Harrogate has one of the lowest crime rates in Britain, yet hosts the biggest gathering of crime writers and readers in Europe, writes Berni Crosthwaite.
The tenth Theakston Old Peculier Crime Writing Festival rolled into town with some of the biggest names in the genre. By the opening night 12,000 event tickets had already been sold, and throughout the weekend The Old Swan Hotel pulsated with fervent fans.
Colin Dexter, the creator of Inspector Morse, kicked off the first festival in 2003, and this year, received the award for Outstanding Contribution to Crime Fiction, and The End of the Wasp Season by Denise Mina won the Crime Novel of the Year Award, both presented by Simon Theakston.
In a packed programme, interviews with top authors such as Jo Nesbo and Harlan Coben were interspersed with panels that ranged from the art of translation to the Golden Age of crime fiction.
Discussions were always lively, even controversial. Talking about morality, American writer Gregg Hurwitz contended that crime writers bear “no responsibility.” NJ Cooper told a shocked audience that “dead women sell books, dead men don’t.”
But do live women write graphic violence? Jilliane Hoffman stated that she didn’t actually go into detail. “Women have terrifying imaginations. They fill in the blanks and do a far better job than me.”
However, Amanda Kyle Williams said with relish, “Scaring you is my job and I enjoy it.”
The changing face of publishing exercised many writers. More e-books than hard copies are now sold, and though some authors have benefited, others worry about the cheapness of e-books, the speed of digital publishing and the implications for quality control, and piracy.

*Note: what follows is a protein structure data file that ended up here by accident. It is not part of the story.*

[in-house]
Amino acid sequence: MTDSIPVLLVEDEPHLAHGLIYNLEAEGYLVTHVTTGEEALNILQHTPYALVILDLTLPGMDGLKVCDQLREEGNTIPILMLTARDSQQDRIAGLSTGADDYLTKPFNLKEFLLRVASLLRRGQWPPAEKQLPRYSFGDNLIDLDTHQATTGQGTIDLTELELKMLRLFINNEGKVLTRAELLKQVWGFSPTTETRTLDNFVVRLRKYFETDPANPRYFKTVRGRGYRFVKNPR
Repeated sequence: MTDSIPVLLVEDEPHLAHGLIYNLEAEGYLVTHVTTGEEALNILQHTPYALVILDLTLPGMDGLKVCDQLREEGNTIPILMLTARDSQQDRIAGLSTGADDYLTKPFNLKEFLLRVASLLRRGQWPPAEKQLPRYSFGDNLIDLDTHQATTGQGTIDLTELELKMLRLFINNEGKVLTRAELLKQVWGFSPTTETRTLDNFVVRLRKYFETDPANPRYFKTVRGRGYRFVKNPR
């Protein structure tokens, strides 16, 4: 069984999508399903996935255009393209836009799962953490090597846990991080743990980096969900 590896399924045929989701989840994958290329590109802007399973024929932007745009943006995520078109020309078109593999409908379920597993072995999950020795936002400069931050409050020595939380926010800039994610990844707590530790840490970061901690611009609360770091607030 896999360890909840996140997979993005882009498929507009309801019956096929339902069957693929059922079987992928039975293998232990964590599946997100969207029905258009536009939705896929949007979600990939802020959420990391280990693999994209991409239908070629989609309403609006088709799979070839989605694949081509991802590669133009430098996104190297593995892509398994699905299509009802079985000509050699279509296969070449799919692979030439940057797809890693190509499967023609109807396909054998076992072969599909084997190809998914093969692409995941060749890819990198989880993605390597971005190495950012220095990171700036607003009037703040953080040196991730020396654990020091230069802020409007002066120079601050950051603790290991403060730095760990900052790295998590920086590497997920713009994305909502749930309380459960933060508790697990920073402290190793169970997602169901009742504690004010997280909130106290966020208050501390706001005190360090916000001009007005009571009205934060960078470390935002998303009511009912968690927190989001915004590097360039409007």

But there was plenty of humour too. Ian Rankin and Peter Robinson, author of the DI Banks series, staged a ‘late night lock-in’ and riffed on the changes they’ve seen during their writing careers. Despite doing careful research, both admitted to making mistakes. Robinson had characters discussing the conquest of Everest in January 1953, but Hilary didn’t scale the mountain until June.
David Quantick chaired a chaotic hilarious session about crime/fantasy crossover books. Charles Stross made one controversial point: “We live in a world of dizzying technological change, but many popular crime writers are in their 50s and not really up to date, so much crime fiction reflects the world of ten or 15 years ago.”
After the final event programming chairman, Mark Billingham, thanked writers and readers alike for making the festival such a joyous occasion. As BBC pundit Mark Lawson had said in his introduction on Thursday night, “This is not just a conference, it’s a celebration of crime fiction.”